Birdcage Thursdays; sets free the stigma of obsessive-compulsive disorders to seek familial values as a positive solution. Sandra Fiona Long’s delicate tale is an earnest and insightful probe into the isolation of hoarding.
Fortyfivedownstairs presents Long’s innovative portrayal of this often hidden affliction. With the expertise of director Caitlin Dullard, the story comes to light in a unique blend of narrative, monologues and fascinating dance sequences.
Genevieve Picot is marvellous as Helene Lewis, the ageing mother who resides amongst hoards of boxes with her pet cockatiel. The multi-skilled Sophia Constantine plays dual parts, the cockatiel (Amanda), and her anxious and frustrated daughter Catherine. Sandra Fiona Long also features as the humorous narrator for the inner workings of the characters minds. The unique blend of Long’s humorous narrative and Raya Slavin’s haunting compositions, lightens the gloomy nature of the hoarding condition.
Helene’s neighbours have labeled her habit and home, a ‘fire hazard’ and a council inspection looms. Helene appears to be a contradiction of perfectionism and laziness. Her cockatiel’s cage is dirty, her collections are mounting to waist and shoulder height, yet she finds time to attend lawn bowls and dance classes.
Catherine has two children of her own and repeatedly persists with her mother to return her case worker’s phone calls. We see Catherine at her office on her lunch break, running madly on the spot with dumb bells—compensating with her own disorder of obsessive exercise. Catherine on her daily walk around the office building, the mother and daughter banter on speakerphone for Helene to take the inspection seriously.
Six weeks to the inspection, Helene hasn’t made any progress and she’s more concerned about her popularity or idle gossip at the bowls club or dancing studio. Catherine confronts Helene in the narrow pathways between all the boxes. Her daughter desperately tries to understand her mother’s condition and contain her anger.
Helene wants the ‘inspection business’ over with so she can get back to her ‘normal life’. The question is, what has ever been normal in her life? She’s lost her husband, the other pet cockatiel, and then Catherine tells her she won’t bring the grandkids over anymore, as they develop a cough every time. Helen is fearful of losing her independence and fails to realise she’s become a burden to her daughter.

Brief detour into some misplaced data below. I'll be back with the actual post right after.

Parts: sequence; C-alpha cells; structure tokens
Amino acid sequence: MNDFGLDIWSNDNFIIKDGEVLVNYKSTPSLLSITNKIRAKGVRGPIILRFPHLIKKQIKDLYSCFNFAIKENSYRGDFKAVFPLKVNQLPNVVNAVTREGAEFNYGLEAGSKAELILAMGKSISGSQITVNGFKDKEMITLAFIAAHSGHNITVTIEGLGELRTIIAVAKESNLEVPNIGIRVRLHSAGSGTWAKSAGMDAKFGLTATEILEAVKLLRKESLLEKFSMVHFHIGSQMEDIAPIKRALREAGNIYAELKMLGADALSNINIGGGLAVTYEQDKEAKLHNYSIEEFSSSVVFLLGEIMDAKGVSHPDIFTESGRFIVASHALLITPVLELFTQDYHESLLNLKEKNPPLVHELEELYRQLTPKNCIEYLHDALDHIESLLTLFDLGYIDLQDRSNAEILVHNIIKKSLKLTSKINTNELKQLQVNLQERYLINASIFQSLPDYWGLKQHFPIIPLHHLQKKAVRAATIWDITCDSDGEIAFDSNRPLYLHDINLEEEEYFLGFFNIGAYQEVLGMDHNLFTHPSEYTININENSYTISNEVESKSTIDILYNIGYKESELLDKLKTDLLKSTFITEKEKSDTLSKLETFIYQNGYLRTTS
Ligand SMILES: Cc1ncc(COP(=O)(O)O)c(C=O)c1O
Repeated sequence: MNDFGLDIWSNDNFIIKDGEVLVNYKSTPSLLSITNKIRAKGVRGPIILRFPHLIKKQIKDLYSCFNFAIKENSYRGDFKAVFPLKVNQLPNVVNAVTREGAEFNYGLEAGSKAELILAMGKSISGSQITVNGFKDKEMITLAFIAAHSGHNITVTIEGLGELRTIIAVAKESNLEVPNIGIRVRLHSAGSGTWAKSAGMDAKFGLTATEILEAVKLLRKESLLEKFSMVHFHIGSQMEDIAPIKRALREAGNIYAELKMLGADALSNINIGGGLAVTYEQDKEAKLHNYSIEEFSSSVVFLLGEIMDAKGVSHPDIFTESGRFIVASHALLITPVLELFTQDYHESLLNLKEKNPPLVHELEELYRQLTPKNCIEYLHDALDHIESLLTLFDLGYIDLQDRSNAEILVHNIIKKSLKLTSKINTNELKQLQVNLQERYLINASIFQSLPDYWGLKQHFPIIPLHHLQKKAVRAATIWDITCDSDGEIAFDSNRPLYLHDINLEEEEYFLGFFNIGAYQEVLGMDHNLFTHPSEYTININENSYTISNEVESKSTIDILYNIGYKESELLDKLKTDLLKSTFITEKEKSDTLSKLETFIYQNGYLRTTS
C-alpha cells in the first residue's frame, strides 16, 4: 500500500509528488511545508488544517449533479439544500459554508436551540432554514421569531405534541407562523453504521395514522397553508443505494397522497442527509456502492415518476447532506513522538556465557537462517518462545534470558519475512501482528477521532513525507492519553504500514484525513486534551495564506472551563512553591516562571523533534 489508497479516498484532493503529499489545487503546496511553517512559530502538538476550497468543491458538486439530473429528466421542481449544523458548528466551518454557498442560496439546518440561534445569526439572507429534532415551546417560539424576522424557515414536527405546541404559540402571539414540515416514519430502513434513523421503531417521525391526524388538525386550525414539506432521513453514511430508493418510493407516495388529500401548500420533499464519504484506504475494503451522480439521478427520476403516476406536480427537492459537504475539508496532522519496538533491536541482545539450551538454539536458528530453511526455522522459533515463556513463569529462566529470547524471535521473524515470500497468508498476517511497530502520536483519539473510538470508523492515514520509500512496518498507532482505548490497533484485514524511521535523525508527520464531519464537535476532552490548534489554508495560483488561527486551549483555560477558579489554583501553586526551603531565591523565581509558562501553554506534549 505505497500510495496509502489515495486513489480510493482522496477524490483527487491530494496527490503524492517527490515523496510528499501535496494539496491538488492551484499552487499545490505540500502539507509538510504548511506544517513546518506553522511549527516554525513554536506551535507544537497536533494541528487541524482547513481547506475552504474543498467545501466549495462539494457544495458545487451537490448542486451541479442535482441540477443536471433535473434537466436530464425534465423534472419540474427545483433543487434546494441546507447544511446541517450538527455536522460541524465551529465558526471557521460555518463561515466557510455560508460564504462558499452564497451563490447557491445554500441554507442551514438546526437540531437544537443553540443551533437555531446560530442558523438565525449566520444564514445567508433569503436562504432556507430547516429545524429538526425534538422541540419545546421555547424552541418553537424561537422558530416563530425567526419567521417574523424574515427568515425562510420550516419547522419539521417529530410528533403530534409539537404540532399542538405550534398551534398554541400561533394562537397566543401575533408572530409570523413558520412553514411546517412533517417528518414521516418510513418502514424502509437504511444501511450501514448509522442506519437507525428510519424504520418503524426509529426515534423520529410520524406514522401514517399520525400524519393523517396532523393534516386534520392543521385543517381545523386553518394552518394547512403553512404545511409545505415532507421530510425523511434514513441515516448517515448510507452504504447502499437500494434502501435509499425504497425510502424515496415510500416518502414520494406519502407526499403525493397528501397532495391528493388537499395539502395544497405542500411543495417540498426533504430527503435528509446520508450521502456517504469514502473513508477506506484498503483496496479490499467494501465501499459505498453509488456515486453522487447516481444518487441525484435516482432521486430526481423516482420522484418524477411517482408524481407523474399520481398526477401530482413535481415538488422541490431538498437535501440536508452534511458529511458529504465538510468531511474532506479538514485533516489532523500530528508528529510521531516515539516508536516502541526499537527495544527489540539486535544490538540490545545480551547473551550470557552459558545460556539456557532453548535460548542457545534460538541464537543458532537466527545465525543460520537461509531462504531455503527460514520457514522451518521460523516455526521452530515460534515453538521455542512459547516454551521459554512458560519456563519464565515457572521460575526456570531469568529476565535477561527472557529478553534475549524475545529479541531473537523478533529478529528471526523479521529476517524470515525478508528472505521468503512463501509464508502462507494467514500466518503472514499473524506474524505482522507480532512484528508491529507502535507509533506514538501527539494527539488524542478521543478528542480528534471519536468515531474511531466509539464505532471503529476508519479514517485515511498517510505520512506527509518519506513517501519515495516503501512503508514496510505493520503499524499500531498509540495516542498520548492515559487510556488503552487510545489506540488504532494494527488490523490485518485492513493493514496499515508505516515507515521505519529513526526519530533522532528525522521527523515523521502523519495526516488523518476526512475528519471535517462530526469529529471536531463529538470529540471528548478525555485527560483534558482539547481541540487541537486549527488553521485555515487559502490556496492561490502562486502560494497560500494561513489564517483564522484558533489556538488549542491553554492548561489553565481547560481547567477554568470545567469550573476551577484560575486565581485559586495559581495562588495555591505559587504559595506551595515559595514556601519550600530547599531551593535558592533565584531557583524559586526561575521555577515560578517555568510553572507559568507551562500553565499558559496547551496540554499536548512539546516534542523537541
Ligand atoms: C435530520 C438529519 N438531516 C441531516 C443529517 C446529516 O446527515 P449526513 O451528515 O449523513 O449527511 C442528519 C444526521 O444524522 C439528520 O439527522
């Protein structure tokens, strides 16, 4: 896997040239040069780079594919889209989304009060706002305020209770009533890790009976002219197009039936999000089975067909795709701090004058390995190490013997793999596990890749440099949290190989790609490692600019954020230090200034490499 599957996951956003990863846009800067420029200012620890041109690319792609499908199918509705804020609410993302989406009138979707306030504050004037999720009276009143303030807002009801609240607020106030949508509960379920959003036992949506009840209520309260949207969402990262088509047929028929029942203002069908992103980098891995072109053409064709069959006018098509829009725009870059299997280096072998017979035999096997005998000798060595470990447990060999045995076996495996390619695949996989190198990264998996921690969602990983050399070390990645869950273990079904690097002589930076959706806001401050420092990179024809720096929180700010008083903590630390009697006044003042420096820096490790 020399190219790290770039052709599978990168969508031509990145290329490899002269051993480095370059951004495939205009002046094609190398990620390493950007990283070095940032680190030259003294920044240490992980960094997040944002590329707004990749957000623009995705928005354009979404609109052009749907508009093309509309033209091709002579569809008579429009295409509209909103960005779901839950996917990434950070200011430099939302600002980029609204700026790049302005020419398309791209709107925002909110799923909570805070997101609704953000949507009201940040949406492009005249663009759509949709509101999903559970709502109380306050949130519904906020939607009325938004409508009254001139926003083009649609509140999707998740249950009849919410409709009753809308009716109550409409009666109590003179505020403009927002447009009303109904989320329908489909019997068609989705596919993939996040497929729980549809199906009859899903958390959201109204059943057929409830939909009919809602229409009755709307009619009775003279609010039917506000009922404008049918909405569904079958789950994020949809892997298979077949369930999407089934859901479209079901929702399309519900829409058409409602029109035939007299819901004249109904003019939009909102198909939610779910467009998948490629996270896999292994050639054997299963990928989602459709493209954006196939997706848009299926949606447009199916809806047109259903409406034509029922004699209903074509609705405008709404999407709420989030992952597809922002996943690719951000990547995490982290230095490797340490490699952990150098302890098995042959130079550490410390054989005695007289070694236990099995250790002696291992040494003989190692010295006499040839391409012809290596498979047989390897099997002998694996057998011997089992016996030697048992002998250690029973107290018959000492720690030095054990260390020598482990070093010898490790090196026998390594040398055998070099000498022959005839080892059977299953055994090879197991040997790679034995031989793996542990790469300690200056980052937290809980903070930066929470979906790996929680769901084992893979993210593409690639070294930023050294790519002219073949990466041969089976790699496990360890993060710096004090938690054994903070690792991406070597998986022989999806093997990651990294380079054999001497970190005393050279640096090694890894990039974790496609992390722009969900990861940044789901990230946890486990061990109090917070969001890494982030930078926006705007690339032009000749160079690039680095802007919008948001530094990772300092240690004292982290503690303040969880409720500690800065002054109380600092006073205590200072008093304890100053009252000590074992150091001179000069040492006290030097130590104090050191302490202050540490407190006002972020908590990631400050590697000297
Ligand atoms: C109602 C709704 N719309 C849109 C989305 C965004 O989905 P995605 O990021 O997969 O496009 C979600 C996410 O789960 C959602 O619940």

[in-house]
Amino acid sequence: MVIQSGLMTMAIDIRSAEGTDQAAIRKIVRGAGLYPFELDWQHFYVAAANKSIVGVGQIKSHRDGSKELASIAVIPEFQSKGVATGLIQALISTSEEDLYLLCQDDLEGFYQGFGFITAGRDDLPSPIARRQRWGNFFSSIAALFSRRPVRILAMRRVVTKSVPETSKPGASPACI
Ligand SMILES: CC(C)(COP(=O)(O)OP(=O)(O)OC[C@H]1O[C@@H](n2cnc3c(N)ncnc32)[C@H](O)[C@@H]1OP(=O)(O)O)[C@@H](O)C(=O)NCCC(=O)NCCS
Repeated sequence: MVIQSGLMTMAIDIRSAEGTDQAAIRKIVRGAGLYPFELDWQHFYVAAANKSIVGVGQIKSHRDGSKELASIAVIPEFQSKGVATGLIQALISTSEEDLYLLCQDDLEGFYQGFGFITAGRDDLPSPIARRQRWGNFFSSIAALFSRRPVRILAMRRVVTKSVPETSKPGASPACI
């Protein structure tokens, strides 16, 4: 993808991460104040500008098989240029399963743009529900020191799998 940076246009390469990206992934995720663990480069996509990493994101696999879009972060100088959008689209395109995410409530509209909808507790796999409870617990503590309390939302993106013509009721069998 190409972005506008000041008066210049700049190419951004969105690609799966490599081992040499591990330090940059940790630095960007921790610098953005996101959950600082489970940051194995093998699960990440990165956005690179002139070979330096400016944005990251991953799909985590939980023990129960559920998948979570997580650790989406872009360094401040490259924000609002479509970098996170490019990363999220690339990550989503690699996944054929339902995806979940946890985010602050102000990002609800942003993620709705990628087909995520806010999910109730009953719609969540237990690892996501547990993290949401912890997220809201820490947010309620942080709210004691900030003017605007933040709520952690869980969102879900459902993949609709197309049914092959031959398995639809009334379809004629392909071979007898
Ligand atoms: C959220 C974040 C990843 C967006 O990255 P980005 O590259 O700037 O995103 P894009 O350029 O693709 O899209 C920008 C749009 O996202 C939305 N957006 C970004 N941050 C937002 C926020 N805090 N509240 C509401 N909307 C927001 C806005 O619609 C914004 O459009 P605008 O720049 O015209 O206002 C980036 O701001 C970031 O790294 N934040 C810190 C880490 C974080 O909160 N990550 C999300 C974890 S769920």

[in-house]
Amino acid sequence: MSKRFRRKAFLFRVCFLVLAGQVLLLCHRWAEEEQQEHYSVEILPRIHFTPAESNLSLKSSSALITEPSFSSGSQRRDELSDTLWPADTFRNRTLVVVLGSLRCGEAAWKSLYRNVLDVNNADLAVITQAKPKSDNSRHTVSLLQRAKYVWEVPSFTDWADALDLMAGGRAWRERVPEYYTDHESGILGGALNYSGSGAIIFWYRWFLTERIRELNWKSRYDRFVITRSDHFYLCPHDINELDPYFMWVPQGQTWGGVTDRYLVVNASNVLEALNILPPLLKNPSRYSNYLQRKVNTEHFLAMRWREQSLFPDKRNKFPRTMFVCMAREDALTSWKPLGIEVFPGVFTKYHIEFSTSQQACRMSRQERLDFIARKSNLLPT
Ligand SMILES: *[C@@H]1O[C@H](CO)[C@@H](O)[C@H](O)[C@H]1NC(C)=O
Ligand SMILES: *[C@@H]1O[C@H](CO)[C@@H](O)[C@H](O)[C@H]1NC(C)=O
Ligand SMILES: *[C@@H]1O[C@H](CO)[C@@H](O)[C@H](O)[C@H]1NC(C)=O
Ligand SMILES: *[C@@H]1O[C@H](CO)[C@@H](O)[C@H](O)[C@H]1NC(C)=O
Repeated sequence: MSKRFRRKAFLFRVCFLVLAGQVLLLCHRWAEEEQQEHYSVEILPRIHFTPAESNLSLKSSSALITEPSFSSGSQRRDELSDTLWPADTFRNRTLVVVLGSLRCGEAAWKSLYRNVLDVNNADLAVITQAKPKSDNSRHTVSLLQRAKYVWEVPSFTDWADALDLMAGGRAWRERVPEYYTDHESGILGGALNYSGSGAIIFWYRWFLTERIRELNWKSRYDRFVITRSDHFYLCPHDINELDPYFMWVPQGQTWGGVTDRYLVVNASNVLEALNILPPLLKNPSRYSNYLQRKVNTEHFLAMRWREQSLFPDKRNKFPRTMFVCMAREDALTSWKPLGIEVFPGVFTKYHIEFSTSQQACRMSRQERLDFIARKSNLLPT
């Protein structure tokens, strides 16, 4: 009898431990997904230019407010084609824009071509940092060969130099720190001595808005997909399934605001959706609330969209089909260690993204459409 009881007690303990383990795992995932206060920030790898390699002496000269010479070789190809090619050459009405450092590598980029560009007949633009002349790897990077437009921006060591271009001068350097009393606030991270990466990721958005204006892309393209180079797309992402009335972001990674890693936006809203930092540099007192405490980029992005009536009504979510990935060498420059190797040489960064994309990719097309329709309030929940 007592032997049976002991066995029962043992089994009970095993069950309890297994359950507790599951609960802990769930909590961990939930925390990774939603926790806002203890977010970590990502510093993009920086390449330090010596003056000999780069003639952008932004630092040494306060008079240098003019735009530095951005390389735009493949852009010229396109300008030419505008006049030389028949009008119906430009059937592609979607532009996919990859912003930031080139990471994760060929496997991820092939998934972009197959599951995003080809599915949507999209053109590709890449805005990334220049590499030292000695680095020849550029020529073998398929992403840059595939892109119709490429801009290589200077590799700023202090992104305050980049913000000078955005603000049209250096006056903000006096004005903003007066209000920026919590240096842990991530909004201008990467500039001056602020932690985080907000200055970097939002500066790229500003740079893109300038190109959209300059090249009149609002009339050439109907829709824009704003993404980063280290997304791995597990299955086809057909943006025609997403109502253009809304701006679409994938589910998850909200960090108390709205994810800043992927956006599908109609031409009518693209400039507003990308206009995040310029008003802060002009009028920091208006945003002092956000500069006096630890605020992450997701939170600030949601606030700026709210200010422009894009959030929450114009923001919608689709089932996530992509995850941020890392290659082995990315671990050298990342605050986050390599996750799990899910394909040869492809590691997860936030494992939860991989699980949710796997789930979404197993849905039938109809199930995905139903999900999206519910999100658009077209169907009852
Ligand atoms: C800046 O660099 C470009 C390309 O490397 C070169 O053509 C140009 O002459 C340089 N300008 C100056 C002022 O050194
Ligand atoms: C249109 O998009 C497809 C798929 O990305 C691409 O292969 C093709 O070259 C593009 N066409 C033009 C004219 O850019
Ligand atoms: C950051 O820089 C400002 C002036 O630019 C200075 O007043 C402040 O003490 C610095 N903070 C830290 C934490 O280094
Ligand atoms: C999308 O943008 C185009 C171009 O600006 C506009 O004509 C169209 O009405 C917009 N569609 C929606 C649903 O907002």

The production explores the multitude of emotions associated with the hoarding disorder, in a dramatic scene encompassing a collage of movement, flashing lights and striking background tracks. Presumably, its’ a representation of the endless noise and chatter going on inside Helene’s head and her inability to comprehend the enormity of her situation.
Picot is superb as the dithering and adamant mother. Constantine’s talents appear to be endless as she morphs in and out of the cockatiel character back to Catherine—just one of Long’s clever metaphorical scenes. Also worth a mention, is Joanne Mott’s minimalist and efficient set design?
Will Helene move her memories, disguised as boxes, out of her home and pass the inspection? Will she lose her home and her cockatiel? ‘Its good for you mum,’ says Catherine, is it really good for her daughter instead? Picot’s portrayal of Helene’s overwhelming fear, obviously resonated with the teary-eyed audience.
Birdcage Thursdays is one woman’s coping mechanism for a heavy heart. Sandra Fiona Long tells an authentic story of overconsumption as a substitute for loneliness. She reminds us, as we grow older, perhaps the only thing we care about is people and relationships, not stuff.